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Vauxhall previews high-tech Monza Concept


July 8, 2013

Vauxhall CEO Dr. Karl-Thomas Neumann, with the Monza Concept

Vauxhall CEO Dr. Karl-Thomas Neumann, with the Monza Concept

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At the Frankfurt Motor Show in September, UK-based General Motors subsidiary Vauxhall will reveal a concept that it promises will be forward-looking and groundbreaking. The Monza Concept will preview the future of the brand, including connectivity that represents a "quantum leap in the development of infotainment systems."

The Monza Concept borrows its name from the original Monza, manufactured by Vauxhall's sister company Opel in the late 70s. The Monza's Vauxhall equivalent was the Royale, and the two cars served as the launch bed for the digital dashboard.

Likewise, the Monza Concept packs the latest advances in in-vehicle technology. Vauxhall has yet to detail exactly what those technologies are, but teases that they will show how its cars will "address the needs of a more closely connected and communications-savvy society," enabling "future individual mobility that’s more than simply a driving experience alone." That sounds like next-generation communications, social media and infotainment hardware to us, and perhaps even car-to-car communications.

"I can’t yet go into detail about how the Monza Concept’s interior design – and especially its trend-setting technologies – will change the driving experience," says Vauxhall/Opel CEO Karl-Thomas Neumann. "However, I can guarantee that viewed from any angle, its innovative body design and perfect proportions will turn heads. But they are just a visible expression of the great substance you will find under the bodywork."

In addition to connectivity, the Monza Concept is designed around a second driving theme: efficiency. Vauxhall says that the concept combines a "groundbreaking powertrain," efficiency-optimizing materials and build, and aerodynamics. While it doesn't delve into any further details, at least one aspect of the engineering is obvious in the preview photos – the Monza's large air scoops are sure to suck in plenty of air as the car drives forward.

We're not sure if those front gapes will be recreated on Vauxhall's production line, but the overall styling is a preview of what's to come. Vauxhall calls it an evolution of its "sculptural artistry meets technical precision" paradigm, an evolution that leans more lithely athletic than brutally muscular. The styling includes a low stance, three-dimensional hood crease and sharp headlamps.

We'll find out more about this one at the 2013 Frankfurt Motor Show, which opens to the press on September 10.

Source: Vauxhall

About the Author
C.C. Weiss Upon graduating college with a poli sci degree, Chris toiled in the political world for several years. Realizing he was better off making cynical comments from afar than actually getting involved in all that mess, he turned away from matters of government and news to cover the things that really matter: outdoor recreation, cool cars, technology, wild gadgets and all forms of other toys. He's happily following the wisdom of his father who told him that if you find something you love to do, it won't really be work. All articles by C.C. Weiss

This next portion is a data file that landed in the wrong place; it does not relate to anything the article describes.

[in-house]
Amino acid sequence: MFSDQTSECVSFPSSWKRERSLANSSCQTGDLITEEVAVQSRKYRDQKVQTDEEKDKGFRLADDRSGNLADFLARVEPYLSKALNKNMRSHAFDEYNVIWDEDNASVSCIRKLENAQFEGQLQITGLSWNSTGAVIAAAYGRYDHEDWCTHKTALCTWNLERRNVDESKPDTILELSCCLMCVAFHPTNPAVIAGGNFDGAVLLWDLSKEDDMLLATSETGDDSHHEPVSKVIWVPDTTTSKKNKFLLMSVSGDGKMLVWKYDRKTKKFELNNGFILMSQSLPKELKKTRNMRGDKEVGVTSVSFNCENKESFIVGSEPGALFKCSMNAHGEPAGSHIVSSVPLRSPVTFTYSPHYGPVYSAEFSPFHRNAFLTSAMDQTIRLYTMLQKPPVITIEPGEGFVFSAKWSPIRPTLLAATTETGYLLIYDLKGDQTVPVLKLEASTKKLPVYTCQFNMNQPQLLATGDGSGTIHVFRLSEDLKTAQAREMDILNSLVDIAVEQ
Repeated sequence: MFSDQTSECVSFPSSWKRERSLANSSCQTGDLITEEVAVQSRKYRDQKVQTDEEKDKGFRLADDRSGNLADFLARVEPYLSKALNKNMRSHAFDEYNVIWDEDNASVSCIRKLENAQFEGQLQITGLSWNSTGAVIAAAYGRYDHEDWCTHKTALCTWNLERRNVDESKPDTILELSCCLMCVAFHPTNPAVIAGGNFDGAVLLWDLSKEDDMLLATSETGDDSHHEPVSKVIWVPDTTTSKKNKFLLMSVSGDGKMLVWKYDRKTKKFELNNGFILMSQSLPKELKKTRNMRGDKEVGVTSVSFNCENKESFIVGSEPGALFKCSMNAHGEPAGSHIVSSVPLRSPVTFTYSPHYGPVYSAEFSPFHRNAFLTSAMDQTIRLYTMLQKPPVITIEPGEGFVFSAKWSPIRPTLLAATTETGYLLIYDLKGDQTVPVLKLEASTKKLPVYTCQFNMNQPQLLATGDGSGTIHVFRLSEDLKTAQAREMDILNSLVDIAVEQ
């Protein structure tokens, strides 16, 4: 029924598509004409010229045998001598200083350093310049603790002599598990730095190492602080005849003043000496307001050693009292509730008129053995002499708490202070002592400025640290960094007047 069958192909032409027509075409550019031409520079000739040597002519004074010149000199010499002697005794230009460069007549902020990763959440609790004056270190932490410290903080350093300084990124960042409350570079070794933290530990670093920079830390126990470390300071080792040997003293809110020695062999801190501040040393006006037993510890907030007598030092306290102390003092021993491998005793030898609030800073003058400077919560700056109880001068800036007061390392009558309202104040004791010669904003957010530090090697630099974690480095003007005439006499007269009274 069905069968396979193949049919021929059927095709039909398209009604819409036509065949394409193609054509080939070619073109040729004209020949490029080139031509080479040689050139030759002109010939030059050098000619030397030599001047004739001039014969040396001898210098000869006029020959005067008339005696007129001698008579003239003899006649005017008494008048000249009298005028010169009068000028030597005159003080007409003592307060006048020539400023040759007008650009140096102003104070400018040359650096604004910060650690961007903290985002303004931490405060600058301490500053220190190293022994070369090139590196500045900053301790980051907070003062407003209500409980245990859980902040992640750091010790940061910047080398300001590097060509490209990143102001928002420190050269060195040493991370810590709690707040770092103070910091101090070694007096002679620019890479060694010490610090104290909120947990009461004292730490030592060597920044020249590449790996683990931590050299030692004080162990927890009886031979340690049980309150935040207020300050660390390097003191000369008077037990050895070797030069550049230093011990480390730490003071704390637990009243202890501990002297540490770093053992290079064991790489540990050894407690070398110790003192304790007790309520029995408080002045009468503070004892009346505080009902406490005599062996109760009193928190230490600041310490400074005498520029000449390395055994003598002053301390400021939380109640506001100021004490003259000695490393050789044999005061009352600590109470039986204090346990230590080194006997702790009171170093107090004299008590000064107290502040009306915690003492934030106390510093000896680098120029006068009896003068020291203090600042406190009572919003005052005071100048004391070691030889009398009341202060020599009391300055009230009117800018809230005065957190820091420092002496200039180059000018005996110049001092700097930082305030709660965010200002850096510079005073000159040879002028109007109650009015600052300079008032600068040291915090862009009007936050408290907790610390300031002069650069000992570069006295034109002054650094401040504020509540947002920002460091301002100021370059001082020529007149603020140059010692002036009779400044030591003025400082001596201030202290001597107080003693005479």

Beautiful! The original Monza was butt ugly.

But do more quantum leaping with relevant stuff, most people already infotain themselves into brain hemorrhaged wrecks on a daily basis. How about a system that increases awareness of the outside instead of immersing the driver ever deeper into the i-cozy-self-confined SUV-coffin-feeling?



We are all different; our opinions change over time too; and then there is fashion. Nowadays it is fashionable to declare that most car designs more than five or ten years old are "butt ugly"...but most people liked them at the time. I recall when the Ford Sierra first appeared in Britain, most people thought it was "butt ugly" because of all those "butt ugly" curves.

Times change.

We are at the beginning of the driverless car era. Right now, many people confidently declare that they want things like "...a system that increases awareness of the outside instead of immersing the driver ever deeper into the i-cozy-self-confined SUV-coffin-feeling...", while others declare that nobody wants a car that takes away their "driving pleasure". Those are their opinions and they're entitled to hold them.

But a lot of driving today is not a pleasure. It's a pain. It's traffic and more traffic. Motorways are very dull and boring. CCTV is everywhere (in Britain, at least) and speed traps waste our money. The school run, the daily grind in to and back out from work is tedious and annoying. And there are always many idiots out there.

So I expect that in a few years time someone like you will be declaring that cars like the Monza Concept are "butt ugly" and that only fools would want to look out of the windows of their car instead of chatting with friends online while the car takes them somewhere. By itself. And then drops them off at their destination before disappearing to find a space and park itself. And then comes back when summoned from their smartphone, picks them up and lets them enjoy a few drinks or a snooze while it drives them back home again, in a 'car train' at 150 or 200 mph, guaranteed safe because the vehicles all talk to one another, and all brake together, and all accelerate together.

Times change, BeWalt. Times change...us.

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